Artist paints lives
Published: Thursday, October 29, 2009
Updated: Thursday, January 13, 2011 07:01
The Way We Weren't," a psychologically angled exhibit of paintings by Nicole Eisenman, exposes society's unhealthy refusal to recognize depression by contemplating the varying ways people cope. The Tang's 17th opener explores an individual's search for a community, and the way internal grievance affects external appearance. All characters are portrayed as their inner emotions - some are green, some are transparent, some are even mummies and skeletons. "There's wit there - it's being earnest," said Megan Hyde, curatorial assistant at the Tang. This collection veers away from the artist's previous concentrations. Nudity, iconoclast figures such as a wanton Wonder Woman, and the contrast between detailed drawings and sketches, summarize her earlier work. "It was a raunchy and sexy style, attacking gender and sexuality," Hyde said. Though Eisenman has departed from her libidinous focus, it still plays into her current work like "The Session," depicting a physically ill patient at a psychiatrist's office. Dirty feet paired with an irritated nose and ears would signal a physical illness, yet the phallic- shaped vase holding a metaphorically wilting, white flower points to a mental issue, such as sexual frustration. In an interview with "Art Forum," Eisenman discusses the sources of depression. "Sadness arises from particular circumstances, but it can move from the mind into the body, from something focused into something more general-a lethargy, that pit in your stomach," Eisenman said. Projecting the mental state as a physical one, an observation indigenous in the human experience, makes her art undeniably relatable. Eisenman has an affinity for the viewer's relationship with the characters. Her scenes flourish with several themes, including violence, sexuality and conflict, so that there are multiple perspectives and interpretations. "Beasley Street," a public scene crowded with anonymity, shows a bit of humor in the frame of an apartment window. An artist winks at the viewer while painting a portrait of a nude model - a portrait from the neck up. Outside this rare hint of humor lie the more prevalent, darker themes. Violence is apparent in "Beasley Street", between the dog fight, a man being dragged into the darkness and a frowning adolescent who passes by it all, wearing a T-shirt that says, "Rock out with your Glock out," referencing GLOCK, an organization that manufactures weapons. Yet there's an irony in the gloomy thread of her collection. Although the characters are often sadistic or disheartened, it's still a pleasure to observe them. "Some may feel camaraderie with the characters and some may understand their loneliness," Hyde said. With this exhibition, Eisenman said she hopes her inspiration from French impressionists and German expressionists is evident. The paintings "Brooklyn Biergarten II" and "Biergarten At Night," have similar compositions to Pierre Renoir's "Le Moulin de la Galette," where a crowd of people gathers to dance, drink and mingle. "The beer garden seems to be the equivalent, for certain residents of 21st-century Brooklyn, of the grand public promenades and social spaces of the 19th century," Eisenman said. She continues by explaining beer gardens are where people go to socialize, to find commiseration and to search for a shared opinion that it's a crooked world, irrationally obsessed with happiness. "It is healthy to look at sadness in the world, and in yourself, and to dwell on it for a little while," Eisenman said she believes. Her art encourages viewers to ruminate on the idea that sorrow is as necessary as delight, to recognize the physical alterations that moods have on the body and finally, to sympathize with the lonely character in search of someone similar.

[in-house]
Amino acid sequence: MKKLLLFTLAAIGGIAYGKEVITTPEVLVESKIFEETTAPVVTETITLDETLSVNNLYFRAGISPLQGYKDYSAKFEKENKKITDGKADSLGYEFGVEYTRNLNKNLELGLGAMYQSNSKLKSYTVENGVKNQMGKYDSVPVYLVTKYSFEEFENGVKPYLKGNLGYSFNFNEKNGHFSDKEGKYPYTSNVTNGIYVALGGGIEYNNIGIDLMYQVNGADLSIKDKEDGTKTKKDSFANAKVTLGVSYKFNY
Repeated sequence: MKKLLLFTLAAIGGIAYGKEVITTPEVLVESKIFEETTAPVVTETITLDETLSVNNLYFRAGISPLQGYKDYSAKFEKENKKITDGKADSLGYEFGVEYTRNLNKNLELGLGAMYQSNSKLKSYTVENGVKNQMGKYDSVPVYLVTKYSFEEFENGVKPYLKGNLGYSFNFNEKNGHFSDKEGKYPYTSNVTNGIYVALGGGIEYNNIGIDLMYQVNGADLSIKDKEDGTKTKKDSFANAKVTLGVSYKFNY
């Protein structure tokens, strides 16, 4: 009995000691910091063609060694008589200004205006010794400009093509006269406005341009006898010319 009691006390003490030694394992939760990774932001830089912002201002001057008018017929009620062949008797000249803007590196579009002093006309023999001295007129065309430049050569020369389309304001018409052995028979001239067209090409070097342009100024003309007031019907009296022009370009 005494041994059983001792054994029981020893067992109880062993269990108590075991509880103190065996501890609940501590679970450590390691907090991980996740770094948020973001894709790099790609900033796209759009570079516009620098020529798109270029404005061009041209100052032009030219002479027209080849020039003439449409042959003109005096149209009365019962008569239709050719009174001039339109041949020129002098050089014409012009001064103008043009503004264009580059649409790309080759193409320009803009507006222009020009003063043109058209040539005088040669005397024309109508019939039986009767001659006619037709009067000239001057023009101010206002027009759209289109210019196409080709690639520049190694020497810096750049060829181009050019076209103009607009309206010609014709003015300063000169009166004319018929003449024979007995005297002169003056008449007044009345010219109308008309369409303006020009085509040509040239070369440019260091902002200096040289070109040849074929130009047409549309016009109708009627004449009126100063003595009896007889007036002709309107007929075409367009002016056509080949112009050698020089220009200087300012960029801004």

"The Way We Weren't" exhibition will be on display from Sept. 26 - Jan. 3 in the Tang Teaching Museum and Art Gallery.